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Solomon Islands: A Black Day For Human Rights

* News Release Issued by the International Secretariat of Amnesty International *

19 December 2000 ASA 43/013/2000 239/00

The passing in parliament today of a blanket amnesty law for virtually all crimes and human rights abuses committed during the two-year ethnic conflict may encourage future political torturers and killers to expect to get away with atrocities, Amnesty International warned.

"Impunity for the torture, rape and killing of civilians, including children, is an outrage and contributes nothing to lasting peace or reconciliation," a spokesman said from the human rights organization's International Secretariat in London. "Sweeping amnesties haven't brought peace in other conflicts and are likely to cast a deep shadow on the future of human rights in Solomon Islands."

The amnesty law, rushed through parliament in 48-hours, reportedly provides for immunity from criminal and civilian prosecution to all members of armed political groups and their civilian "advisors". The wide scope of the law and the speed of its passing raises questions about whether parliament was actually free to discuss its implications.

While apparently still subject to future constitutional amendments, the law implements the most controversial clause (the amnesty clause) in the Townsville Peace Agreement -- signed in October in Australia by Guadalcanal's Isatabu Freedom Movement (IFM) and the Malaita Eagle Force (MEF).

Given the serious and far-reaching implications of the law, Amnesty International is urging the Solomon Islands government to reconsider its scope and the need for truth, justice and redress in all laws addressing human rights abuses.

Background Both the IFM and MEF are responsible for thousands of serious human rights violations for which no-one has been brought to justice. The conflict began in 1998 when groups -- which later called themselves the IFM -- terrorized ethnic Malaitan settlers on the main island of Guadalcanal. More than 100 people have since been killed and an estimated 30,000 internally displaced. Last year, Malaitan vigilante groups, supported by some police officers, retaliated, and in June 2000 the MEF ousted the government in a coup. Following the coup, the MEF forced parliament under threat of "all out war" to elect a new Prime Minister, and many members of parliament have since appeared fearful of attending debates or opposing MEF demands.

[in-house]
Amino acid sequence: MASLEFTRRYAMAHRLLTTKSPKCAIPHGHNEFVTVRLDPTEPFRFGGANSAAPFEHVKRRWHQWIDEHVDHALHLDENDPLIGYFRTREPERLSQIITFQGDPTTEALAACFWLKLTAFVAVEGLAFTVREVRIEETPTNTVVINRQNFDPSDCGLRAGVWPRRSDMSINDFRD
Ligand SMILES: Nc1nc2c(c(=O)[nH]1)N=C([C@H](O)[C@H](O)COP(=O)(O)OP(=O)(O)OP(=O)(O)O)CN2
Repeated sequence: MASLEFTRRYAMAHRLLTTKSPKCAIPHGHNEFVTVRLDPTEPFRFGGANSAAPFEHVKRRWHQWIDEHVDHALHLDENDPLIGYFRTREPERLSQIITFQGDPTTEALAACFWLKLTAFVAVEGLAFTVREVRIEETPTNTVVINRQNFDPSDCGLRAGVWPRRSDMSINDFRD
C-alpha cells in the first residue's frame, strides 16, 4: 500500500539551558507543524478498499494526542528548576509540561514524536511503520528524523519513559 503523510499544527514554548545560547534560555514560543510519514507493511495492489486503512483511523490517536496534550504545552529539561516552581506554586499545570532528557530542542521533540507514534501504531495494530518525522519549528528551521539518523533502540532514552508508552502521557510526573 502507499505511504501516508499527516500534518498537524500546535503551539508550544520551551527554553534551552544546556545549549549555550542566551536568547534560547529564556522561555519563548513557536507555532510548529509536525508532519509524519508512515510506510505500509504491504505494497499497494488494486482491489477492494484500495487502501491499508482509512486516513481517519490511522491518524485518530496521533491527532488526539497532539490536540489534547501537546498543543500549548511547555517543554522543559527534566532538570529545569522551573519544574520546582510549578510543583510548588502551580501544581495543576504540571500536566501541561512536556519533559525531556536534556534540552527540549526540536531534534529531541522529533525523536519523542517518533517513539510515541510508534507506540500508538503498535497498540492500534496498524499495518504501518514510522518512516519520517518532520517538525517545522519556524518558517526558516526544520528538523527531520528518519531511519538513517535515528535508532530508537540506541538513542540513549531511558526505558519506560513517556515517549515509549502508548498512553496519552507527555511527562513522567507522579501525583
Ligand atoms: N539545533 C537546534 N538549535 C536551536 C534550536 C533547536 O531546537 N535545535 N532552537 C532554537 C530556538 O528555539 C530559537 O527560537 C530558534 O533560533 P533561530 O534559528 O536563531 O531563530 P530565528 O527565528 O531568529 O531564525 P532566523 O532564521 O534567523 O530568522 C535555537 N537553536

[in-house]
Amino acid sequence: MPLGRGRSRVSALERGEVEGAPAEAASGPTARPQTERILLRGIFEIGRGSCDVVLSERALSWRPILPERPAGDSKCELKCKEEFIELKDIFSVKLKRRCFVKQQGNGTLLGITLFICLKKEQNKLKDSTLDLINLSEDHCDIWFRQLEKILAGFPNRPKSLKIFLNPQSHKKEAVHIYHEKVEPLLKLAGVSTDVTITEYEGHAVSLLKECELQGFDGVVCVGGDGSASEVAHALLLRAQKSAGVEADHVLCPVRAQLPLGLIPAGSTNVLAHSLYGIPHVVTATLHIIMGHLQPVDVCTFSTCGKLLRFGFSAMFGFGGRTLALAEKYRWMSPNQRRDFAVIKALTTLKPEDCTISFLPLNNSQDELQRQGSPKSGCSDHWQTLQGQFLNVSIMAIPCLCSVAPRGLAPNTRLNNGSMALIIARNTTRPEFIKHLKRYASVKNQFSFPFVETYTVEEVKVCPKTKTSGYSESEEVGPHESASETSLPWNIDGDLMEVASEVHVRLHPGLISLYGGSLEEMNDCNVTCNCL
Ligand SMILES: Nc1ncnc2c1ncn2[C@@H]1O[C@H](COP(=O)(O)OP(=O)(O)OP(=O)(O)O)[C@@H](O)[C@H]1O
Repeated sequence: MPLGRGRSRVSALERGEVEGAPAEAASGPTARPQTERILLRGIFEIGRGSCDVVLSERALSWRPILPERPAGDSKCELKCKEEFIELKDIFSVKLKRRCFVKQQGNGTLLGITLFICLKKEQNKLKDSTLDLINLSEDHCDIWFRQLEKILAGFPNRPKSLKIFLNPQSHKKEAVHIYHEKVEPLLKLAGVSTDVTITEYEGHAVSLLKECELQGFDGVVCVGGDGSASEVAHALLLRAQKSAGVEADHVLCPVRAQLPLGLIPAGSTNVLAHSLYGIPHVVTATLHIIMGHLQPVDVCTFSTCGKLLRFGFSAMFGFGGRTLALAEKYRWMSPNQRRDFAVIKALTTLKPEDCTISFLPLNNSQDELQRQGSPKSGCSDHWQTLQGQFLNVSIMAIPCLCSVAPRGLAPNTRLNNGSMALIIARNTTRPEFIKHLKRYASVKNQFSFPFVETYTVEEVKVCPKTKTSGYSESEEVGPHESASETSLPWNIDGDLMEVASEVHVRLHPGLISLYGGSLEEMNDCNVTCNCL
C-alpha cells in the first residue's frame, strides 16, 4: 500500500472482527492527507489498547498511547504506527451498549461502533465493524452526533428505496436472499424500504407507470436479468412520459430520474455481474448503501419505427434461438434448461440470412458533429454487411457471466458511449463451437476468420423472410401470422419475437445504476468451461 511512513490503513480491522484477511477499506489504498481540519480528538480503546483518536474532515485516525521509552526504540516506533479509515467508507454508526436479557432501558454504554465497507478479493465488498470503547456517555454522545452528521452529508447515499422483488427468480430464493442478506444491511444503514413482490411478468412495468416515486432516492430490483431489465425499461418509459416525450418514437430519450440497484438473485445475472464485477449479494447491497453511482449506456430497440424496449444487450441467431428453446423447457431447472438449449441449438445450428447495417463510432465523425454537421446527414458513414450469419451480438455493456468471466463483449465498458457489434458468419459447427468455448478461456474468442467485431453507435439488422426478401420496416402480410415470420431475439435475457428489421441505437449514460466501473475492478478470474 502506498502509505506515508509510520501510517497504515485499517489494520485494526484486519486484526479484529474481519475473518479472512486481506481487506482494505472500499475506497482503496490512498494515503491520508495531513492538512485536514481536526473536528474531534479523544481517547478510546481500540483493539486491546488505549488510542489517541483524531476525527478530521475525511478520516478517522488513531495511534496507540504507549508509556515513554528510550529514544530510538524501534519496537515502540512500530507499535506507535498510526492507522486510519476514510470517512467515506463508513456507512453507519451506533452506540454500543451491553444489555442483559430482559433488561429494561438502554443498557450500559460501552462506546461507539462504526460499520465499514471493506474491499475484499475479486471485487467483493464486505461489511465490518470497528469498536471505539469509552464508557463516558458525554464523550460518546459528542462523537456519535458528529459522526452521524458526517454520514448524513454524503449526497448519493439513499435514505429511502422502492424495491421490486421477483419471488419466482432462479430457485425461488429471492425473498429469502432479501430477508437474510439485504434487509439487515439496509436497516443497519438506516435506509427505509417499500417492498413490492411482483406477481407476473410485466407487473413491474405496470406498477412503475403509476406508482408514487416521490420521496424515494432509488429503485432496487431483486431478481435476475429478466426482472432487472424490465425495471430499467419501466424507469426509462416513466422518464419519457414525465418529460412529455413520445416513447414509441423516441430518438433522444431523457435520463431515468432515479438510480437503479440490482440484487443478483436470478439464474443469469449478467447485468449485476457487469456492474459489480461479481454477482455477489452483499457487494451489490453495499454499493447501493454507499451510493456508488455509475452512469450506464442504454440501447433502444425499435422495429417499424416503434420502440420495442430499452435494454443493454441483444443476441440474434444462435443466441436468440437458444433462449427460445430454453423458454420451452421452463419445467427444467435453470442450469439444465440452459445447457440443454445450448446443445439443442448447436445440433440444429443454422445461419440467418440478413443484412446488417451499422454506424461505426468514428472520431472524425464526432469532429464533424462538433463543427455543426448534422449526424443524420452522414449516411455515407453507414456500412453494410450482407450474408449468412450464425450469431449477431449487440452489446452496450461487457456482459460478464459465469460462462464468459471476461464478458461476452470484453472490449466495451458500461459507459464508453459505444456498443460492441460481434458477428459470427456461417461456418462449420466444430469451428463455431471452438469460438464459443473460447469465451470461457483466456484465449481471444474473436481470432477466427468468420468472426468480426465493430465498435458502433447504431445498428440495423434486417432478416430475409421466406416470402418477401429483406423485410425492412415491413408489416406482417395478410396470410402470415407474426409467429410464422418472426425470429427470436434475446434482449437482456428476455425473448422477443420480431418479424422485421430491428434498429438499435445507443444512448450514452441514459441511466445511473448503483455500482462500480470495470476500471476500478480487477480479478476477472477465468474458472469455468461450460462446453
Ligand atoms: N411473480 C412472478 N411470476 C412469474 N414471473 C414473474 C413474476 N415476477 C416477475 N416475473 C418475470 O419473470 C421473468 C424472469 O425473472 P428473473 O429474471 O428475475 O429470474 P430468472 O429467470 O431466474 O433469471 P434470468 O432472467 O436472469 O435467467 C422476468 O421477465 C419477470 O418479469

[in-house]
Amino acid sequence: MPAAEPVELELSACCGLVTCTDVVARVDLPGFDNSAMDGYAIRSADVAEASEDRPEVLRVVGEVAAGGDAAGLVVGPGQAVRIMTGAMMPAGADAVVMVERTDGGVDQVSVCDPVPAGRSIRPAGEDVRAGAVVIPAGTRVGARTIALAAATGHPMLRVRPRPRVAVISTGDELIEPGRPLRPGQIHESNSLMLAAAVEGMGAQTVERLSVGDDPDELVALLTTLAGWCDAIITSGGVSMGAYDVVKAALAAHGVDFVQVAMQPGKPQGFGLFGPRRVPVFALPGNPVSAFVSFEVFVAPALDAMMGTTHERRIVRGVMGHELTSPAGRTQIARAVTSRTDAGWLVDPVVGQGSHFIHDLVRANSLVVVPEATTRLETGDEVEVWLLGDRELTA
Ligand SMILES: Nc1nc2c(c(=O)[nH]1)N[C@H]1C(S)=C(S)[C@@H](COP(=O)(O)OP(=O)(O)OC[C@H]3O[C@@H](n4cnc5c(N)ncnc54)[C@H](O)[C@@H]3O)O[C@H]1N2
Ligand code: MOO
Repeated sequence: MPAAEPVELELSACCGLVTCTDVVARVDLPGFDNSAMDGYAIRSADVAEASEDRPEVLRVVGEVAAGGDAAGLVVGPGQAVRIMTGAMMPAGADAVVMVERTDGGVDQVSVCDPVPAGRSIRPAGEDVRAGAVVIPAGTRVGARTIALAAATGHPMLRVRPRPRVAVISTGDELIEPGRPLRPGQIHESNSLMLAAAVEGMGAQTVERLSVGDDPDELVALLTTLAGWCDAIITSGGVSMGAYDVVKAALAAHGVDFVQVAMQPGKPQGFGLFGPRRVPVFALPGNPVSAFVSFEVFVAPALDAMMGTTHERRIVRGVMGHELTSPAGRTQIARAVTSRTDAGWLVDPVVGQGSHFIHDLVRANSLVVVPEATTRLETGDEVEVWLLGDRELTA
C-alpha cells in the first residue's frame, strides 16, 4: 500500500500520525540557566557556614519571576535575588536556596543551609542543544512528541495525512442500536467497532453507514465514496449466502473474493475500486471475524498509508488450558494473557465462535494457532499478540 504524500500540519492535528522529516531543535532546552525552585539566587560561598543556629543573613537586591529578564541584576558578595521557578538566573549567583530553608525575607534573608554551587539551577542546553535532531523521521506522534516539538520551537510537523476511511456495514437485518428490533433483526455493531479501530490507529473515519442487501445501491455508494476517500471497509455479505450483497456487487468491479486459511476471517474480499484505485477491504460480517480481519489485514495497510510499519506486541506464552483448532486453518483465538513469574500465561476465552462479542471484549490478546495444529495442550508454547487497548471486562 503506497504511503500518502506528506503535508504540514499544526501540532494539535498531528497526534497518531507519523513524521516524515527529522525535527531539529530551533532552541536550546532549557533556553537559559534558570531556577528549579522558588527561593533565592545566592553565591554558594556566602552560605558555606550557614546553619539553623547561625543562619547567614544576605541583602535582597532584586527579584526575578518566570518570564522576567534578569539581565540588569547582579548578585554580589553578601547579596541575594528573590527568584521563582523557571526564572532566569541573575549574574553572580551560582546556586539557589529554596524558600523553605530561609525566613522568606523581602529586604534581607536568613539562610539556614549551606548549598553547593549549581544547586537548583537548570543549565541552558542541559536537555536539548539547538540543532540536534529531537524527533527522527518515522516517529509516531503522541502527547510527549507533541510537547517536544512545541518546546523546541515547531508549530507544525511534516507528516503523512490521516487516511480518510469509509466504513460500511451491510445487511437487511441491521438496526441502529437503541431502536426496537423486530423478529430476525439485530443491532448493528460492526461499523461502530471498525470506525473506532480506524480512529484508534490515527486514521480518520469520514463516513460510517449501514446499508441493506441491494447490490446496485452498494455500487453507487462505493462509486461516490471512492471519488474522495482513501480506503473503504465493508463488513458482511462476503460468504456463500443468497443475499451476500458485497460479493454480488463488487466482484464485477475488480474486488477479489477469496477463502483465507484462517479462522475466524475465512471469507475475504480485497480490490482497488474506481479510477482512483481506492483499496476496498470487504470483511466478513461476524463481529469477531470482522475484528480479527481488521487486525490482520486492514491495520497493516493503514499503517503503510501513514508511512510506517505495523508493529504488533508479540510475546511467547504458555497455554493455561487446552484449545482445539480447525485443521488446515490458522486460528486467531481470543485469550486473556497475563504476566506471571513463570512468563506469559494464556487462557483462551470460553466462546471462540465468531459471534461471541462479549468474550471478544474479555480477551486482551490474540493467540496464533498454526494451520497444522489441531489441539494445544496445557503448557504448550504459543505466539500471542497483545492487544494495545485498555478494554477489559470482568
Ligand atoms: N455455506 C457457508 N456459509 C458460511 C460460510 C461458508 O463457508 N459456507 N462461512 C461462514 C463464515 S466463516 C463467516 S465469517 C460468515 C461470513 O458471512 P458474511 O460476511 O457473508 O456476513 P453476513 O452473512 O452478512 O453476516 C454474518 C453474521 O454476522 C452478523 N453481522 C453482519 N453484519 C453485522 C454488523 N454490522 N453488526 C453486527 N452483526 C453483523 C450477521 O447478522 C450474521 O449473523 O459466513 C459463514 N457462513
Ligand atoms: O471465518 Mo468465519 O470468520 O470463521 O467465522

Escalating violence against civilians after the coup subsided after Australia and New Zealand facilitated negotiations which led to the Townsville Peace Agreement. Celebrated in the capital, Honiara, as a turning point in the conflict, the agreement provides rewards for members and supporters of armed groups but lacks provisions for the investigation and prosecution of crimes, including crimes against humanity and other serious human rights abuses. Civil society groups had complained about being excluded from the peace process. Tight deadlines for the peace negotiations in Townsville led delegations to agree on the amnesty clause, the major sticking point, only hours before the signing ceremony.

Implementation of priority provisions in the peace accord has been slow, mainly due to armed groups being reluctant to hand in at least 1,000 guns stolen from police armouries. According to the police, more than 100 officers who joined the MEF after the coup have been reinstated in the police service without being held accountable for apparent human rights abuses they may have committed as MEF members.

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